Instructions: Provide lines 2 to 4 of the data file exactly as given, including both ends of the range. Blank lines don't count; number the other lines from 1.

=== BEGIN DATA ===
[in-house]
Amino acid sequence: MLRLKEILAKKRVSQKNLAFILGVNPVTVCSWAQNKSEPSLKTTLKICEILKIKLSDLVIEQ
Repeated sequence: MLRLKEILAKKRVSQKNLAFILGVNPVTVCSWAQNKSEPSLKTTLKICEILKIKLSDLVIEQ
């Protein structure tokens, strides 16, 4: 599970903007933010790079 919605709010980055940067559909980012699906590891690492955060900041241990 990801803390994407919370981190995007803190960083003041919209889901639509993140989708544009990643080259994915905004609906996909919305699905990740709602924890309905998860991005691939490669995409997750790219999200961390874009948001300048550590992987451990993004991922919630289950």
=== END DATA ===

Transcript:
Amino acid sequence: MLRLKEILAKKRVSQKNLAFILGVNPVTVCSWAQNKSEPSLKTTLKICEILKIKLSDLVIEQ
Repeated sequence: MLRLKEILAKKRVSQKNLAFILGVNPVTVCSWAQNKSEPSLKTTLKICEILKIKLSDLVIEQ
């Protein structure tokens, strides 16, 4: 599970903007933010790079 919605709010980055940067559909980012699906590891690492955060900041241990 990801803390994407919370981190995007803190960083003041919209889901639509993140989708544009990643080259994915905004609906996909919305699905990740709602924890309905998860991005691939490669995409997750790219999200961390874009948001300048550590992987451990993004991922919630289950």